Are you as excited as us about seeing a pink moon this June? On June 14, 2022 (Tuesday), we will be witnessing the Strawberry Full Moon. It coincides with the summer solstice, which is either on June 20, 21, or 22. The ripening of wild strawberries around this time of early summer is what gives June’s Full Moon its name. The ripening of wild strawberries (gathered by Native Americans) around this time of early summer is what gives June’s Full Moon its name.
It even has Celtic names: Horse Moon, Dyan Moon, and Rose Moon. Other English names are Flower Moon and Planting Moon. Sources suggest Mead Moon as its Anglo-Saxon name because this was the time for mowing the meads, or meadows.
On this day, the moon will be near its closest approach toward the Earth, making it a Supermoon. It will be followed by another Supermoon on July 13, 2022, known as the Super Buck Moon.
So many names! What is Supermoon? Does it have super powers? Well, we all know that the moon’s orbit is elliptical. So, the distance between the Earth and the moon is not always the same. The furthest point is called the apogee, whereas the closest is the perigee. “Supermoon” refers to the slightly enlarged appearance of the moon whenever it is closer to us than usual. Supermoons can be as much as 30% brighter than typical full moons, which is why they seem so majestic.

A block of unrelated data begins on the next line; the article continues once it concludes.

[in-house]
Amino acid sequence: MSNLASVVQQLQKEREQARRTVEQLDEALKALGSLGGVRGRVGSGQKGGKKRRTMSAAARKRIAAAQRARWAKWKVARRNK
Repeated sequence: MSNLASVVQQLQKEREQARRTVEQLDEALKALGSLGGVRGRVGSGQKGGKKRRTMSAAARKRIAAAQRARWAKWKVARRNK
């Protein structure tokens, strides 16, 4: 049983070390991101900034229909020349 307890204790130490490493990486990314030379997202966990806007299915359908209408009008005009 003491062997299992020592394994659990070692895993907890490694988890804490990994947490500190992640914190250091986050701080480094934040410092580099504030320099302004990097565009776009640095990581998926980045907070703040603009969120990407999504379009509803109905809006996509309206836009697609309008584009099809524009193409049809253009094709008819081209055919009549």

If you wish to see this beautiful phenomenon unfold, run to your nearest terrace Tuesday, June 14, just after sunset. You can try looking towards the southeast to watch the full moon rise gently above the horizon. The full moon will reach its peak illumination at around 7:52 am. There, it will appear large and golden-hued.
The strawberry moon will get its reddish or rose colour because it will rise above the horizon and get the colour of the rising sun. Just like life, the moon also seems to change in colour and appearance based on where we stand when we look at it. Atmospheric changes, the moon’s position in the sky, pollution or the seasonal tilt of the Earth may also play important roles in how we see the moon.
Taking time out for yourself and for nature is also a great exercise in arts! Besides the why’s and how’s, one must appreciate and ponder over the beauty and majesty of the universe around us. A lot of these phenomena are discussed in the school syllabi, but experiential activities like stargazing catalyses and transcends theory into reality. Now that we know the why’s and how’s, it might be a great idea to wake up early on a Tuesday and experience first-hand the properties of light and reflection!